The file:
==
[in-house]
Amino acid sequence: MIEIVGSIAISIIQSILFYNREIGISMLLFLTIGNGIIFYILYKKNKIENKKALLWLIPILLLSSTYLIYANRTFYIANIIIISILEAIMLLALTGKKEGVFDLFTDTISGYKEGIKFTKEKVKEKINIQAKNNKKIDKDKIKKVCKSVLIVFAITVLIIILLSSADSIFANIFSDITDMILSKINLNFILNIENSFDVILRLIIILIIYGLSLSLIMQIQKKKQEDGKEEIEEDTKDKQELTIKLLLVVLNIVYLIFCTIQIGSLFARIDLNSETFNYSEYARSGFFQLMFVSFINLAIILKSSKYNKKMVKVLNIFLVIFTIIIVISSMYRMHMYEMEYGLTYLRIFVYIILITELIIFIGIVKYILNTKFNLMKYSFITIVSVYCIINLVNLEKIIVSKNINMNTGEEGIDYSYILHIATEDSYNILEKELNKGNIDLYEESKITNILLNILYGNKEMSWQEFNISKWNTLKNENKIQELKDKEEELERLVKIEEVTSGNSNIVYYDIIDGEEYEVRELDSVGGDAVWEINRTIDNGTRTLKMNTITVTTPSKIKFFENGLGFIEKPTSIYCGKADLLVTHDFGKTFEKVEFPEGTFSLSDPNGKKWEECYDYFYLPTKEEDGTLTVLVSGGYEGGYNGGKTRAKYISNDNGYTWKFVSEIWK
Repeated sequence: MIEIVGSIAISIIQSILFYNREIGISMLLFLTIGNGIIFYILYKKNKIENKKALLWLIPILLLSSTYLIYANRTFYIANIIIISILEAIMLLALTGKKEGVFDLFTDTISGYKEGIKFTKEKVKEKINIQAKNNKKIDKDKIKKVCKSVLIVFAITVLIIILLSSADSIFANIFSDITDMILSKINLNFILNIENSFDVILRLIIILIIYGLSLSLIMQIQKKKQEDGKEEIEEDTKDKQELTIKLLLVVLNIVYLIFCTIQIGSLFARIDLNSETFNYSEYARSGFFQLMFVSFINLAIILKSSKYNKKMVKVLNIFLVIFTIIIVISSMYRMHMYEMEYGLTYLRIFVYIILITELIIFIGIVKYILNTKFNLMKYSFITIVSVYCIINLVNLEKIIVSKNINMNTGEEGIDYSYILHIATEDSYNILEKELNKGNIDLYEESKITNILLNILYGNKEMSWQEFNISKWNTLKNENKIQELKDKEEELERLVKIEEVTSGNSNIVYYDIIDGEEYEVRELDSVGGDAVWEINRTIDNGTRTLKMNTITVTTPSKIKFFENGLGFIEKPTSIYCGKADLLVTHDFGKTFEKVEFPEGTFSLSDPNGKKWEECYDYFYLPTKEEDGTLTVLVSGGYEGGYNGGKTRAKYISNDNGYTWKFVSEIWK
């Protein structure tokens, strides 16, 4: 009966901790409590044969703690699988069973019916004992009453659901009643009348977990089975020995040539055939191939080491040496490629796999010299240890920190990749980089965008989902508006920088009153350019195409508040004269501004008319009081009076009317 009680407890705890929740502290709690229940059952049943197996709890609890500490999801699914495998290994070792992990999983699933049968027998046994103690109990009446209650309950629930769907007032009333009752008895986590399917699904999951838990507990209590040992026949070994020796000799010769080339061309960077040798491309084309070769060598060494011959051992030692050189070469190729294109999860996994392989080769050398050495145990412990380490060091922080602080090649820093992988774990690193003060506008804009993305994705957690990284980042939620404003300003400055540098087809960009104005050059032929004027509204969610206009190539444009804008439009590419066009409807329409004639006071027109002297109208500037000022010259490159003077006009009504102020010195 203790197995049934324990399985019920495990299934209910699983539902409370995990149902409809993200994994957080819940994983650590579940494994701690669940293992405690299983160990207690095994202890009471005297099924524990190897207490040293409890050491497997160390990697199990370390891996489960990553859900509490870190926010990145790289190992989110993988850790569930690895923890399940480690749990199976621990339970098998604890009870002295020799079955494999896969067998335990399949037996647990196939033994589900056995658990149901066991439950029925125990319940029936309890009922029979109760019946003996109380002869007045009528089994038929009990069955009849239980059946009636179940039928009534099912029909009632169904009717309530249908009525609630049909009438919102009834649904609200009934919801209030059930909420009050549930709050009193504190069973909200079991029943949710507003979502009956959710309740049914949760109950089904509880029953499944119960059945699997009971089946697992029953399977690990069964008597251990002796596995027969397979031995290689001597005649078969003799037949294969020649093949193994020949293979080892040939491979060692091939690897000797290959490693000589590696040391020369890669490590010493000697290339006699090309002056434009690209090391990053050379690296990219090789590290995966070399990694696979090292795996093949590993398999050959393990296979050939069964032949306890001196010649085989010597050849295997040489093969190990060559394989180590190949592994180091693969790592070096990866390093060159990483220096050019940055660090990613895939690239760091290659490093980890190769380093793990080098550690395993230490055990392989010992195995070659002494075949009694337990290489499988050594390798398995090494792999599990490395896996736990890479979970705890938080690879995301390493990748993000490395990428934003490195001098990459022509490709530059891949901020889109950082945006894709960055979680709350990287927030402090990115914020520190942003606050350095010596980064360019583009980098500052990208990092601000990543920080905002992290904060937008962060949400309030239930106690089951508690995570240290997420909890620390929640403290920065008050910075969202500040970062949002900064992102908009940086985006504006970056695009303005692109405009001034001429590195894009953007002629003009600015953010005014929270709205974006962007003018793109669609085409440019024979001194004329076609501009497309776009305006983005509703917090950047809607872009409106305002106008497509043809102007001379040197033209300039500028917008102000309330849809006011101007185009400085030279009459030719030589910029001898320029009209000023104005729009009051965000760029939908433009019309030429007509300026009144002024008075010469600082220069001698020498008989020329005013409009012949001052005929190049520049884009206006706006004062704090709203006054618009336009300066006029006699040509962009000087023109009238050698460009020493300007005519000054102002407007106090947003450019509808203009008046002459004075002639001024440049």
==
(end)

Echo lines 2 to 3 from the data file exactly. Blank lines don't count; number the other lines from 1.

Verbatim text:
Amino acid sequence: MIEIVGSIAISIIQSILFYNREIGISMLLFLTIGNGIIFYILYKKNKIENKKALLWLIPILLLSSTYLIYANRTFYIANIIIISILEAIMLLALTGKKEGVFDLFTDTISGYKEGIKFTKEKVKEKINIQAKNNKKIDKDKIKKVCKSVLIVFAITVLIIILLSSADSIFANIFSDITDMILSKINLNFILNIENSFDVILRLIIILIIYGLSLSLIMQIQKKKQEDGKEEIEEDTKDKQELTIKLLLVVLNIVYLIFCTIQIGSLFARIDLNSETFNYSEYARSGFFQLMFVSFINLAIILKSSKYNKKMVKVLNIFLVIFTIIIVISSMYRMHMYEMEYGLTYLRIFVYIILITELIIFIGIVKYILNTKFNLMKYSFITIVSVYCIINLVNLEKIIVSKNINMNTGEEGIDYSYILHIATEDSYNILEKELNKGNIDLYEESKITNILLNILYGNKEMSWQEFNISKWNTLKNENKIQELKDKEEELERLVKIEEVTSGNSNIVYYDIIDGEEYEVRELDSVGGDAVWEINRTIDNGTRTLKMNTITVTTPSKIKFFENGLGFIEKPTSIYCGKADLLVTHDFGKTFEKVEFPEGTFSLSDPNGKKWEECYDYFYLPTKEEDGTLTVLVSGGYEGGYNGGKTRAKYISNDNGYTWKFVSEIWK
Repeated sequence: MIEIVGSIAISIIQSILFYNREIGISMLLFLTIGNGIIFYILYKKNKIENKKALLWLIPILLLSSTYLIYANRTFYIANIIIISILEAIMLLALTGKKEGVFDLFTDTISGYKEGIKFTKEKVKEKINIQAKNNKKIDKDKIKKVCKSVLIVFAITVLIIILLSSADSIFANIFSDITDMILSKINLNFILNIENSFDVILRLIIILIIYGLSLSLIMQIQKKKQEDGKEEIEEDTKDKQELTIKLLLVVLNIVYLIFCTIQIGSLFARIDLNSETFNYSEYARSGFFQLMFVSFINLAIILKSSKYNKKMVKVLNIFLVIFTIIIVISSMYRMHMYEMEYGLTYLRIFVYIILITELIIFIGIVKYILNTKFNLMKYSFITIVSVYCIINLVNLEKIIVSKNINMNTGEEGIDYSYILHIATEDSYNILEKELNKGNIDLYEESKITNILLNILYGNKEMSWQEFNISKWNTLKNENKIQELKDKEEELERLVKIEEVTSGNSNIVYYDIIDGEEYEVRELDSVGGDAVWEINRTIDNGTRTLKMNTITVTTPSKIKFFENGLGFIEKPTSIYCGKADLLVTHDFGKTFEKVEFPEGTFSLSDPNGKKWEECYDYFYLPTKEEDGTLTVLVSGGYEGGYNGGKTRAKYISNDNGYTWKFVSEIWK